High-density living—it’s an urbanist’s answer to climate change. Living close is a straightforward solution to a complex problem. One that’s probably a little too simplistic. While living in dense cities certainly does reduce your carbon footprint, the results may not be as dramatic as you suspect.
That’s according to a new research paper by Chris Jones and Dan Kammen, two University of California, Berkeley researchers who have extensively studied people’s carbon footprints. Their results show that moving from a carbon-heavy suburb to an ultra-dense city will only reduce your emissions by 35 percent on average. Yes, that’s a big number, but perhaps not as significant as we’re often led to believe. But fortunately lurking within their data is an even simpler—and maybe even more effective—way for metro areas to reduce their footprint.
Jones and Kammen have spent years honing their methodology for determining people’s carbon footprints. Jones is the lead scientist at the Renewable and Appropriate Energy Lab and Kammen is its director and a professor at the university. Together they’ve created one of the most detailed and accurate carbon footprint calculators available online. To develop that tool, they had to ask a lot of people a lot of questions about their lifestyles. With that experience, they’ve published a number of papers that lift the veil on our energy use, revealing which aspects of our lives produce the most greenhouse gas emissions.
Their latest paper is contains some seemingly unexpected results, all gleaned by modeling emissions for individual ZIP codes. For example, you might expect carbon footprint to fall commensurately with population density. After all, living in the boonies makes you pretty reliant on cars while living in the city frees you to take transit. But it isn’t so clear cut. People living far from cities and suburbs have fewer destinations and tend to buy less, driving down their overall footprint.
As population density increases, then, household carbon footprints rise initially, up to 3,000 people per square mile. After that point, emissions per household drop, though the trend isn’t linear, it’s logarithmic, which is to say it falls fast at first but then with plateaus.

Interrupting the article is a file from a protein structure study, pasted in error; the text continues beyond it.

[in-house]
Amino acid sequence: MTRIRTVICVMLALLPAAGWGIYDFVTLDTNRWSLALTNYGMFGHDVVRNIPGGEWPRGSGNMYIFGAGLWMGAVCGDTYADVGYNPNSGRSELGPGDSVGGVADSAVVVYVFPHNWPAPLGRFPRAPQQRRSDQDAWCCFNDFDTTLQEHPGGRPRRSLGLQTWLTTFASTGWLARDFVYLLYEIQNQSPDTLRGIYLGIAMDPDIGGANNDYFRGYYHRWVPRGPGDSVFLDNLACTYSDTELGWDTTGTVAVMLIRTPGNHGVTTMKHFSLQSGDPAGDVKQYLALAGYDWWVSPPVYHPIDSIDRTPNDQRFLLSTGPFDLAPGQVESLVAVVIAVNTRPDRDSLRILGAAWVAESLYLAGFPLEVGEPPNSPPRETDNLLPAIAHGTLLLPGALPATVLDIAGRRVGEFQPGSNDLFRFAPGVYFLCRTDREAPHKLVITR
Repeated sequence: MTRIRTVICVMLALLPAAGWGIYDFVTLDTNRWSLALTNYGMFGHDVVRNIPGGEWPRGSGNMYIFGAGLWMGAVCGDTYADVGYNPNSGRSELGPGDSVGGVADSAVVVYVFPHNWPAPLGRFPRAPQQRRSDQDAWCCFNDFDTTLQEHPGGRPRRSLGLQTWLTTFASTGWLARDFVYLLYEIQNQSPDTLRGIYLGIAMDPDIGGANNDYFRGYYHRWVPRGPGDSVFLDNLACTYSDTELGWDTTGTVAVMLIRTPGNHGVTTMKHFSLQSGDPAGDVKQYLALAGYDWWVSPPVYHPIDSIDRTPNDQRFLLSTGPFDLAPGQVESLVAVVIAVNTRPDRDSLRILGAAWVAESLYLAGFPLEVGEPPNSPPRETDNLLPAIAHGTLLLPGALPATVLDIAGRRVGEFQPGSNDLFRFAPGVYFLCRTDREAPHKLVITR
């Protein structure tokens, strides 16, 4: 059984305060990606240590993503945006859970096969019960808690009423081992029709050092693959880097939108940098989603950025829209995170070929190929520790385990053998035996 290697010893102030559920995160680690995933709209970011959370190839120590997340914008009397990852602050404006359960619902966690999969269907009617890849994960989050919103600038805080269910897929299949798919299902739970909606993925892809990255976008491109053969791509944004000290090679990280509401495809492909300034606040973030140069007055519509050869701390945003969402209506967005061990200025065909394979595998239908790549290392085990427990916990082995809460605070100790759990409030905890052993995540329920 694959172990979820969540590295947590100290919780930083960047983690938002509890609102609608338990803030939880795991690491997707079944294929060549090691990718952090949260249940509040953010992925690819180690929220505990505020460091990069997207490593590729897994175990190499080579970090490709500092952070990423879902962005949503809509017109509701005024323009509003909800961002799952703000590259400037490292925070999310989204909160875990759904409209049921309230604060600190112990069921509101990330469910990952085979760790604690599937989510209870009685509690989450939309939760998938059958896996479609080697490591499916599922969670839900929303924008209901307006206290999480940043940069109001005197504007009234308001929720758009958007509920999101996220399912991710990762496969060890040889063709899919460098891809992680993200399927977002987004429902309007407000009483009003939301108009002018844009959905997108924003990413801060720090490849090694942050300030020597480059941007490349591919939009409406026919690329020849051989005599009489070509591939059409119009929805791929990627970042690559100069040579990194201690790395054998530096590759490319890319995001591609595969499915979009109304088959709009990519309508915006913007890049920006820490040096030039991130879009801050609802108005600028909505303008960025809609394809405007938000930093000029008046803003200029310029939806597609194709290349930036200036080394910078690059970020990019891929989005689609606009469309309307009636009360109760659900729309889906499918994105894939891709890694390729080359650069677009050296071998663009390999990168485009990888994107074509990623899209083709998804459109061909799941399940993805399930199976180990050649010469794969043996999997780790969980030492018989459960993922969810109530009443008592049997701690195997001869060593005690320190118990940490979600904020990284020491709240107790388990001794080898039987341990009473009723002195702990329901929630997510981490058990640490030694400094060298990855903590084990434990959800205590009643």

Jones and Kammen found that the most carbon intensive places to live are about 15 to 45 miles from the center of the nearest major city.¹ Most households in these bands have higher incomes and more members, both of which are tightly coupled with carbon emissions in the U.S. Those households also have higher transportation footprints—50 percent more than city center households. Overall, suburbs account for half of the U.S.’s carbon footprint. Large cities contribute 30 percent.
No city can escape its suburbs. As long as people have the means and the desire, they’ll live in those sorts of places. So to reduce a metro area’s overall carbon footprint, Jones and Kammen say, you have to tailor solutions that will work for each region of the country and each part of the metro. To be successful, those solutions must work with people’s existing behaviors.
Take the suburbs, for example. “These locations are ideal candidates for a combination of energy efficient technologies, including whole home energy upgrades and solar photovoltaic systems combined with electric vehicles,” they write. Forcing someone to use transit changes their behavior, and people are resistant to that. But if you encourage them to use electric cars, that works within their existing behavior. It’s an easier sell.
The overall trend of population density and household footprints offers another option, too. Pushing densities above 3,000 people per square mile can lower emissions substantially. That’s the tipping point in Jones and Kammen’s curve. Beyond that, they declined sharply, but then plateau. In other words, to make an significant impact, we just have to live a little closer together.
- The lowest emission rural areas are on par with people living in some major cities, though the densest cities still have the smallest footprints per capita. ↩